LONDON (Reuters) – After years of gloom, euro bulls will be celebrating the single currency’s brisk rally to two-year highs against the dollar, yet the euphoria is now being tempered by caution over what side effects the rapid run-up might bring.
The euro EUR=EBS has enjoyed a 11% jump against the dollar since, benefiting from the U.S. currency’s weakness and Europe’s decisive joint stimulus plan to combat the coronavirus. It will end July with its best monthly performance in a decade.
And its real exchange rate — against a basket of trade partners’ currencies, a gauge watched by policymakers — has soared to six-year highs EUREER=ECBF.
Graphic: Trade weighted euro index vs dollar index – here
Now some say they may hold off adding to those positions for fear of jolting the European Central Bank into tamping down the euro, viewing it as rising too far, too quick. Aside from hurting exports, the ECB won’t want to see a strong currency complicating its battle against deflation.
Kaspar Hense, a portfolio manager at BlueBay Asset Management, is now avoiding long euro positions, seeing levels around $1.18 as possibly triggering “more noise from the ECB to cut rates again. That’s why it is just not our favoured cross.”
The euro hit $1.19 on Friday. On May 18, just before the game-changing EU stimulus plan was proposed, it traded at $1.08.
The gains are also partly down to a more successful pandemic response compared with the United States, which also faces presidential elections in November.
UBS Global Wealth Management’s economist, Dean Turner expects the euro to stay in the $1.15-$1.20 range for now, with a break above that bringing risks.
“The rule-of-thumb simple model would suggest a 10% rise in the euro would knock 40 basis points off annual GDP growth, so this can’t go on indefinitely,” Turner added.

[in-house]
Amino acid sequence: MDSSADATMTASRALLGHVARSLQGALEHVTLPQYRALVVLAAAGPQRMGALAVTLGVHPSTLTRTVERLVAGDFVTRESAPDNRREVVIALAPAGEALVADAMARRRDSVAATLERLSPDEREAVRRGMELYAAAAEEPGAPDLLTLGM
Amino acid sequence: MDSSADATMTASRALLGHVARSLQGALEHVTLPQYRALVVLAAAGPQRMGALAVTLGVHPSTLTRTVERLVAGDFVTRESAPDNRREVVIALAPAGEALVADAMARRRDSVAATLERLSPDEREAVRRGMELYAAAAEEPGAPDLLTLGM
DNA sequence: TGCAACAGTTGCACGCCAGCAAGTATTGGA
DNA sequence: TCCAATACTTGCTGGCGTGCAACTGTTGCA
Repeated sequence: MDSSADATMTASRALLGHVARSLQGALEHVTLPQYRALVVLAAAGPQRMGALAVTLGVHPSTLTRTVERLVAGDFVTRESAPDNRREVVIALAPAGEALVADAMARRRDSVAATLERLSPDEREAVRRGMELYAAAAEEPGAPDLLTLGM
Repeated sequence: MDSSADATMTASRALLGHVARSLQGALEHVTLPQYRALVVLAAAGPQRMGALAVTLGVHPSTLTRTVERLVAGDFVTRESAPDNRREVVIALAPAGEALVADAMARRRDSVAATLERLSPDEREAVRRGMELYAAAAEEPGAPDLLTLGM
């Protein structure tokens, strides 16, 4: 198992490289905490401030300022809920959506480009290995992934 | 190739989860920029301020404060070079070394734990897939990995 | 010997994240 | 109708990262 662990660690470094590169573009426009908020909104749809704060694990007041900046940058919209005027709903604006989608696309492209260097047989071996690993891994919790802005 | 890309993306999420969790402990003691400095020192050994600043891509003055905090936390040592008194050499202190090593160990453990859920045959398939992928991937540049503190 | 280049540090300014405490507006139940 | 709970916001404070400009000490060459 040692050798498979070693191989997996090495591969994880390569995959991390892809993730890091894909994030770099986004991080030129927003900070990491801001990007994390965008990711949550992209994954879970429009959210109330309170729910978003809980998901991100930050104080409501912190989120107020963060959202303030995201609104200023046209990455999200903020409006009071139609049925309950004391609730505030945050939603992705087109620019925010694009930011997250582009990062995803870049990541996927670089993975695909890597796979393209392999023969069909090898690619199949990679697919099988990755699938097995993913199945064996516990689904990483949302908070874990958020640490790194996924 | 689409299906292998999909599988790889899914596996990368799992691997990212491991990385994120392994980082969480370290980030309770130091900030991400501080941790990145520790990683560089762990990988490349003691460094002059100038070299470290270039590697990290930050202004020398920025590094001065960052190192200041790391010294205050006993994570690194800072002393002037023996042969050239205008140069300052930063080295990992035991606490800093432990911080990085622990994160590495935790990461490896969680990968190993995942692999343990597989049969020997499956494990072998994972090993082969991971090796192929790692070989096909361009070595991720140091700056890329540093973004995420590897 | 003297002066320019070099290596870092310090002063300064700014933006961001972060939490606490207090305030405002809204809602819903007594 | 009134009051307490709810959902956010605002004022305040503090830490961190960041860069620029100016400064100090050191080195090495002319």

The euro zone economy is expected to contract 8% this year. Annual inflation is running around 0.3%.
Equity investors have returned in force to European shares in recent months, but the euro’s exchange rate can also affect company earnings, since more than half of euro zone companies generate revenues outside the bloc.
A 10% euro appreciation shaves about 6% of earnings-per- share for regional companies, said Marco Mossetti, an equity portfolio manager at Credit Suisse Asset Management.
When the euro rallied 5% against the dollar in a few weeks towards the start of 2018, Mario Draghi, then president of the ECB, called the exchange rate a “source of uncertainty”.
But, so far, the ECB has stayed silent on the euro this time around. It’s also reluctant to cut its minus 0.5% interest rate further. Nor are money markets pricing cuts for now.
For many, the negative effects of euro strength may be limited by improved confidence in the bloc’s prospects.
Peter Chatwell, head of multi-asset strategy at Mizuho, predicts the euro will attract “significant” safe-haven flows in coming months.
“The cause of the stronger currency is a fundamental improvement in the structure of Europe, politically and financially. So I think it would be dangerous to be pushing back against that now,” Chatwell said.
Reporting by Elizabeth Howcroft; additional reporting by Sujata Rao, Stefano Rebaudo, Dhara Ranasinghe and Ritvik Carvalho; editing by Larry King
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